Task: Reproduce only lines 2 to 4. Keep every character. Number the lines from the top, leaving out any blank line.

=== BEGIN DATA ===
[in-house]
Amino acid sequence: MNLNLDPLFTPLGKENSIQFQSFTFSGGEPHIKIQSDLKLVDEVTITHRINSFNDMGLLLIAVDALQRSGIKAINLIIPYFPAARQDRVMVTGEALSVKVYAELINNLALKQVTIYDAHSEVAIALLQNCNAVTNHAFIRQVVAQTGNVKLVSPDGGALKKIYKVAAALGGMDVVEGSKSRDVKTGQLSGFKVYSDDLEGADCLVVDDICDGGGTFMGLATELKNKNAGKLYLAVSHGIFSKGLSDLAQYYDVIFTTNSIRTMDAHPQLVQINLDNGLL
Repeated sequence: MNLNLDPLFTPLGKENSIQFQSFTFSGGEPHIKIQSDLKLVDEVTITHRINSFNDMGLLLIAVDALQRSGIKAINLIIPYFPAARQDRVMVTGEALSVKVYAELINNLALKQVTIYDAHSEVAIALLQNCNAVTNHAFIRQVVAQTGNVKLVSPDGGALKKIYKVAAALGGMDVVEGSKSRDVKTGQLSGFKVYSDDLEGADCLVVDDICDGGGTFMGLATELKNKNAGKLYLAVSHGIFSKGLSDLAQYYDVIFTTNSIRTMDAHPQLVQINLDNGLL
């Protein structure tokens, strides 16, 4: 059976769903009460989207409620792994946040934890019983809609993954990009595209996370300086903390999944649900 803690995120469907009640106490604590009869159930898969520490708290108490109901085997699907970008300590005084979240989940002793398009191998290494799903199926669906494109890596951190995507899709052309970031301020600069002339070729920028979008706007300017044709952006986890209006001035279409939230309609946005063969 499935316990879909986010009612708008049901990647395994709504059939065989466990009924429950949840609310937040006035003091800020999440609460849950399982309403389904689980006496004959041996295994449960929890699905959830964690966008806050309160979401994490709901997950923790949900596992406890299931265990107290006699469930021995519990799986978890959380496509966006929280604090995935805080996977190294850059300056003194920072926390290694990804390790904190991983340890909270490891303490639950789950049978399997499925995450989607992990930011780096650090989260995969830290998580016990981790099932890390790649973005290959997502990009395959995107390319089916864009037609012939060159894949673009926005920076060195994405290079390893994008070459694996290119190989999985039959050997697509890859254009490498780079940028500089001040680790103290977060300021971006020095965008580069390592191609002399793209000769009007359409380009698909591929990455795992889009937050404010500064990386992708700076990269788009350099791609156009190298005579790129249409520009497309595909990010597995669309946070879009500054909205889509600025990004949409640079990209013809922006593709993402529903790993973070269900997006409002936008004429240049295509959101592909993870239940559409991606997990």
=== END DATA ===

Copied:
Amino acid sequence: MNLNLDPLFTPLGKENSIQFQSFTFSGGEPHIKIQSDLKLVDEVTITHRINSFNDMGLLLIAVDALQRSGIKAINLIIPYFPAARQDRVMVTGEALSVKVYAELINNLALKQVTIYDAHSEVAIALLQNCNAVTNHAFIRQVVAQTGNVKLVSPDGGALKKIYKVAAALGGMDVVEGSKSRDVKTGQLSGFKVYSDDLEGADCLVVDDICDGGGTFMGLATELKNKNAGKLYLAVSHGIFSKGLSDLAQYYDVIFTTNSIRTMDAHPQLVQINLDNGLL
Repeated sequence: MNLNLDPLFTPLGKENSIQFQSFTFSGGEPHIKIQSDLKLVDEVTITHRINSFNDMGLLLIAVDALQRSGIKAINLIIPYFPAARQDRVMVTGEALSVKVYAELINNLALKQVTIYDAHSEVAIALLQNCNAVTNHAFIRQVVAQTGNVKLVSPDGGALKKIYKVAAALGGMDVVEGSKSRDVKTGQLSGFKVYSDDLEGADCLVVDDICDGGGTFMGLATELKNKNAGKLYLAVSHGIFSKGLSDLAQYYDVIFTTNSIRTMDAHPQLVQINLDNGLL
């Protein structure tokens, strides 16, 4: 059976769903009460989207409620792994946040934890019983809609993954990009595209996370300086903390999944649900 803690995120469907009640106490604590009869159930898969520490708290108490109901085997699907970008300590005084979240989940002793398009191998290494799903199926669906494109890596951190995507899709052309970031301020600069002339070729920028979008706007300017044709952006986890209006001035279409939230309609946005063969 499935316990879909986010009612708008049901990647395994709504059939065989466990009924429950949840609310937040006035003091800020999440609460849950399982309403389904689980006496004959041996295994449960929890699905959830964690966008806050309160979401994490709901997950923790949900596992406890299931265990107290006699469930021995519990799986978890959380496509966006929280604090995935805080996977190294850059300056003194920072926390290694990804390790904190991983340890909270490891303490639950789950049978399997499925995450989607992990930011780096650090989260995969830290998580016990981790099932890390790649973005290959997502990009395959995107390319089916864009037609012939060159894949673009926005920076060195994405290079390893994008070459694996290119190989999985039959050997697509890859254009490498780079940028500089001040680790103290977060300021971006020095965008580069390592191609002399793209000769009007359409380009698909591929990455795992889009937050404010500064990386992708700076990269788009350099791609156009190298005579790129249409520009497309595909990010597995669309946070879009500054909205889509600025990004949409640079990209013809922006593709993402529903790993973070269900997006409002936008004429240049295509959101592909993870239940559409991606997990």